If only he knew. A dozen questions come to mind. Where are their meetings held? Who’s in charge? Where do their orders come from? How are they communicating? I can’t ask any of this, of course. I’m the concerned husband, I remind myself. It’s something Walter will relate to, something that won’t seem out of place.

            “Yeah, Amy said something about being prepared for disasters,” I say. Walter nods, waiting for the question. “I’m curious what you two have done to prepare. And what, exactly, you’re preparing for.”

            “Oh, I see. Well, yes, Chelsea and I try to be prepared in case of emergencies. We have a couple of bags always at the ready in case we have to evacuate.”

            “Evacuate?” I wonder aloud. Geographically speaking, we live in one of the safer parts of the US. No fault lines, no coastal areas prone to flooding or hurricanes, too many trees for tornadoes.

            “Sure. We’re not just thinking of being prepared for natural disasters. Man-made disasters are just as common.”

            “Like?” I ask dubiously.

            “Suppose a power plant has an incident. Maybe there’s a fire. Or maybe something happens to the highways, blocking off our food supply for a few days.”

            “And there’s been lots of looting on the news,” Chelsea chimes in.

            “Ok, so you’re survivalists,” I say, imagining a propane generator tucked away somewhere and a closet full of guns and ammo. But Walter only smiles at me and shrugs the assumption away.

            “No, nothing like that, Luke. Our ultimate trust is placed in our God, Jehovah. We have confidence that he can protect us better than we ourselves.”

            “Isn’t that a contradiction, though? You say you trust in God, but you’ve stocked up on supplies.”

            “We’re not really stocked up. We’ve got enough to last us a few days in case of an emergency, especially in the event that we’ll suddenly have to leave everything behind.”

            “And how likely do you think that is? That you’ll have to leave it all behind?”

            Walter shrugs again. “Who knows? But we believe that the shrewd one sees the danger and conceals himself.” Walter says this in a way that makes me think he might be quoting from something, but says nothing to elaborate.

            “So is this common, then? Do most Witnesses prepare for worst-case scenarios?”

            My question elicits a frown as Walter leans back and takes a deep breath. “Do you really think it’s a worst-case scenario, Luke? Or do you think that the time we’re living in is prone to upheavals?”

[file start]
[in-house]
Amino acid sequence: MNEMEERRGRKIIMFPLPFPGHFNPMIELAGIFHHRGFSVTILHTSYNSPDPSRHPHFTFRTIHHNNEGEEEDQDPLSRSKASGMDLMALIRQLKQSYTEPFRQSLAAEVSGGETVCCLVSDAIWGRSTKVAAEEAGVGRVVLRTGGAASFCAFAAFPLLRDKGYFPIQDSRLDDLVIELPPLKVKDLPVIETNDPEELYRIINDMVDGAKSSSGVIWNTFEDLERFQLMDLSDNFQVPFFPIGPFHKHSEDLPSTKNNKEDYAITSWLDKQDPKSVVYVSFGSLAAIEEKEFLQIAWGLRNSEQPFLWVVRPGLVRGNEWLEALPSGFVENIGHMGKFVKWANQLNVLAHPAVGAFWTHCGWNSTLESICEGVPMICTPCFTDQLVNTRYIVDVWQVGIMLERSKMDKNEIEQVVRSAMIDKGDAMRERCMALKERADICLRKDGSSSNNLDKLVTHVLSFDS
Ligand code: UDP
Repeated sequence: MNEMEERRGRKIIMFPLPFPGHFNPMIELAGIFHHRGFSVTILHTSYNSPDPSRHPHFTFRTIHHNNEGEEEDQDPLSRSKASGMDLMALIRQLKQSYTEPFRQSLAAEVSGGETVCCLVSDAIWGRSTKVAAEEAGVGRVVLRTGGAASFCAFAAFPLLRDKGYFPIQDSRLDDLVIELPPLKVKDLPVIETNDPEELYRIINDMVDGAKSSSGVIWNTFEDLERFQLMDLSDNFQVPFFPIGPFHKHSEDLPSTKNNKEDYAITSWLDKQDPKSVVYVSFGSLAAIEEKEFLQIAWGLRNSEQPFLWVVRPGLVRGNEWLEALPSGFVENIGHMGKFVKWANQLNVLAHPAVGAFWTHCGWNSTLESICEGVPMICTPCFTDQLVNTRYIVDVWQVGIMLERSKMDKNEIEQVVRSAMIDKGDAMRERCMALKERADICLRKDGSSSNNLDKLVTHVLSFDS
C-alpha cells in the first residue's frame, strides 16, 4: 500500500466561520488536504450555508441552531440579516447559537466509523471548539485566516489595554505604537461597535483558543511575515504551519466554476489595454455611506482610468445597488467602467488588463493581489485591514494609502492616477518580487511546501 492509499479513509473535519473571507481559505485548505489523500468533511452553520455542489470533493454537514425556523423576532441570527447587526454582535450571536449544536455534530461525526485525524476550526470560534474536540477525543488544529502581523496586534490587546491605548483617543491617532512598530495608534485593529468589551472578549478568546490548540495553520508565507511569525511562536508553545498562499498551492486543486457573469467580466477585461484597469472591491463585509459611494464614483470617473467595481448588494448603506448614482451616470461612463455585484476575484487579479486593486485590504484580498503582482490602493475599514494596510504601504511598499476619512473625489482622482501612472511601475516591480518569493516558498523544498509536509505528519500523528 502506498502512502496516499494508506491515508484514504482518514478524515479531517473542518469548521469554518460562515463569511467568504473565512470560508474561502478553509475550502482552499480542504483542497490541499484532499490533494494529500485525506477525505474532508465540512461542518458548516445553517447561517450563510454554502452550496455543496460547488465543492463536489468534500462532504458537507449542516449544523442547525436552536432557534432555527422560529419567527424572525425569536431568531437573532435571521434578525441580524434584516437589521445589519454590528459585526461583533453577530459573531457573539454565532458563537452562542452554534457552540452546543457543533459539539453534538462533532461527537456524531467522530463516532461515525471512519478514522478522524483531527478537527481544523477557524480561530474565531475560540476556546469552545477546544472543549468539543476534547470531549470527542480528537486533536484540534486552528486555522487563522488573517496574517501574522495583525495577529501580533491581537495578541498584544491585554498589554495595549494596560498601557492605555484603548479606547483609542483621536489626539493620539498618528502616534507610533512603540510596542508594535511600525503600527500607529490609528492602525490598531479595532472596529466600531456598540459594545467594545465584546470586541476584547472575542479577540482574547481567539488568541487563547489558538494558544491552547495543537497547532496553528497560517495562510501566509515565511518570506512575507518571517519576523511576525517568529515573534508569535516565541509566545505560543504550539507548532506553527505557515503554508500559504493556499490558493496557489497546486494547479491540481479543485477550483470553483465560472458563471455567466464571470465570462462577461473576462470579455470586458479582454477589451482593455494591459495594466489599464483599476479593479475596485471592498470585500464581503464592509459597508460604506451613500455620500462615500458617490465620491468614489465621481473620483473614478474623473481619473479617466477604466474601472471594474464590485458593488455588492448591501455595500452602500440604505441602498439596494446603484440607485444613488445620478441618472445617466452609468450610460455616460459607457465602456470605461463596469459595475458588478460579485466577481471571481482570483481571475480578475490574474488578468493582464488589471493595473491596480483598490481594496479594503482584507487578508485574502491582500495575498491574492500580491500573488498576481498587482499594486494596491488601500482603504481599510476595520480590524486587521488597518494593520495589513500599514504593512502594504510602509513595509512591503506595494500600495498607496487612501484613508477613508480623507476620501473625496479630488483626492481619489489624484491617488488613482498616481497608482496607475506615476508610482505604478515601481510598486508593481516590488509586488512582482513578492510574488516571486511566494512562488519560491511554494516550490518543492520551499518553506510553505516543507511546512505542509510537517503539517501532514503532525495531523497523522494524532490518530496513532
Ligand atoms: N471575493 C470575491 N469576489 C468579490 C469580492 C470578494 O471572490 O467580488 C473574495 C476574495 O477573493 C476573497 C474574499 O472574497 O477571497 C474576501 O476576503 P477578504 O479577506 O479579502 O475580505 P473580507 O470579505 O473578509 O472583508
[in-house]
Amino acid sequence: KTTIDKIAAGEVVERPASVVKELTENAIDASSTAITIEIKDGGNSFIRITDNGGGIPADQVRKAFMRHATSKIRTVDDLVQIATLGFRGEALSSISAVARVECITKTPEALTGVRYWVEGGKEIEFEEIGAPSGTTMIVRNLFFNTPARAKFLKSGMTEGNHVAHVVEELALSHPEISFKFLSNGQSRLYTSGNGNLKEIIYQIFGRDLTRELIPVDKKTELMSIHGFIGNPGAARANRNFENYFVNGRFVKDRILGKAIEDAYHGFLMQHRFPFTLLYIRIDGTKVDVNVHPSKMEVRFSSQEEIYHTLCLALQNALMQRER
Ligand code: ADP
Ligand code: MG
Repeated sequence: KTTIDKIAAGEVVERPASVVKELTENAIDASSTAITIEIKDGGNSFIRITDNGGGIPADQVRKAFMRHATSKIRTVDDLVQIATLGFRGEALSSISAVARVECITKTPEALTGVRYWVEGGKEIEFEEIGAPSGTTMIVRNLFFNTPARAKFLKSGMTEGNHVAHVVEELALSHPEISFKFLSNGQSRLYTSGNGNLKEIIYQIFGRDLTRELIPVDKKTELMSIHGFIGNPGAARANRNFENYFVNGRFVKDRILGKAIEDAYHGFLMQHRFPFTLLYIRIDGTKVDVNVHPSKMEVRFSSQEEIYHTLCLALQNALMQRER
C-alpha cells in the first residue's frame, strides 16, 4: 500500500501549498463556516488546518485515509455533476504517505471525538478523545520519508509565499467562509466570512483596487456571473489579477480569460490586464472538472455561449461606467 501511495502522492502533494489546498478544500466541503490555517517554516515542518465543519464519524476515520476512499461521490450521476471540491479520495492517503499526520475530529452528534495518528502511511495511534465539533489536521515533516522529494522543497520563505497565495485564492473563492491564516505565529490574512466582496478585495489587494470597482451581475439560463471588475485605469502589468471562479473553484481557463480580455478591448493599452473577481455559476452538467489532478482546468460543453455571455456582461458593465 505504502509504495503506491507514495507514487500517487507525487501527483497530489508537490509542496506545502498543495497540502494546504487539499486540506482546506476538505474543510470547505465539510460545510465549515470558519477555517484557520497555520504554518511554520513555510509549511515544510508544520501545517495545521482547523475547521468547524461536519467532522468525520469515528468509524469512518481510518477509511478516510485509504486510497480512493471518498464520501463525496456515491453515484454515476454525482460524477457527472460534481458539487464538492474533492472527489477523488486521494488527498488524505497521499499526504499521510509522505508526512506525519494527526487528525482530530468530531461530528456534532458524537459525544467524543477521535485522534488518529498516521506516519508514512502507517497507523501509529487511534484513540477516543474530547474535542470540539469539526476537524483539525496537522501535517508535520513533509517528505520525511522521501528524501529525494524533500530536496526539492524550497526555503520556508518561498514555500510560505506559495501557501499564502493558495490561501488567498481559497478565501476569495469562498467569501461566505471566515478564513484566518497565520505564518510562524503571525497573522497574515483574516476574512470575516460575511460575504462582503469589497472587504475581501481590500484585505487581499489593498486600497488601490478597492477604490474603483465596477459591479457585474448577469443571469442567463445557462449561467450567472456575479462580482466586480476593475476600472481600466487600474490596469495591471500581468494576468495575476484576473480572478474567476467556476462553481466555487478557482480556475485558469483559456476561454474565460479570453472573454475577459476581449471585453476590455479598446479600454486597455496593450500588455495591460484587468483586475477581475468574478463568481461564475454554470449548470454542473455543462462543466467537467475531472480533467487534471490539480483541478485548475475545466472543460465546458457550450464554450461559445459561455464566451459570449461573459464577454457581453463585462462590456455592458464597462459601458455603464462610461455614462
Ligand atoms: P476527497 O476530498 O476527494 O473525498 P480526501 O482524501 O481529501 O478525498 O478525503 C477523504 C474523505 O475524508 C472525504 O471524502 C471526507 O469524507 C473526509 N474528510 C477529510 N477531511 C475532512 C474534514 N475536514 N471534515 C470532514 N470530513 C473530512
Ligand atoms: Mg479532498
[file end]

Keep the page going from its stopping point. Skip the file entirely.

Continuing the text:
“I’d like to think I’m making a difference with all those hours I put into this community,” I say defensively. The words sound hostile but I lack the emotions to back them up. I can’t disagree with Walter and he probably knows it.

            “I’m not trivializing the work you do, Luke. As I said when I first met you, I’m grateful for law enforcement. If it weren’t for people like you, I have no doubt that things would be much worse. Still, you must admit that things are worsening, and not just here in Haliford. The whole world feels it. When we first moved into this house in the 80’s, we could leave our back door unlocked. We knew our neighbors. We felt safe. Crime was always something that was happening on the other side of town. Thirty years later, we’ve got cages on our windows and motion sensors all over the property. At night, we barely feel safe leaving the house to get something from our car in the driveway. From where I’m standing, we’re already living a kind of worst-case scenario.”

            I think to the apartment Amy and I have been renting since shortly before we were married. It’s a good two notches below this neighborhood in terms of desirable real estate, with gunshots and ambulances a regular part of the background noise. The lowlifes seem to steer clear of me somewhat because of the uniform, but even that won’t protect me forever, not with the level of crazy that people are rising to these days.

            “The Witnesses are not paranoid, but we are prepared. We’re taught to be,” Walter says.

            “Taught by whom?”

            “Taught by the Bible.”

            “The Bible tells you to prepare a bag with nylon rope and dust masks?” I say, laying it on thick.

            “The Bible encourages us to keep an eye on the times. It gives some clear signs to look for to know what period we’re living in.”

            “So it tells you when you have to grab your stuff and run away from your house?” I say, my tone softened.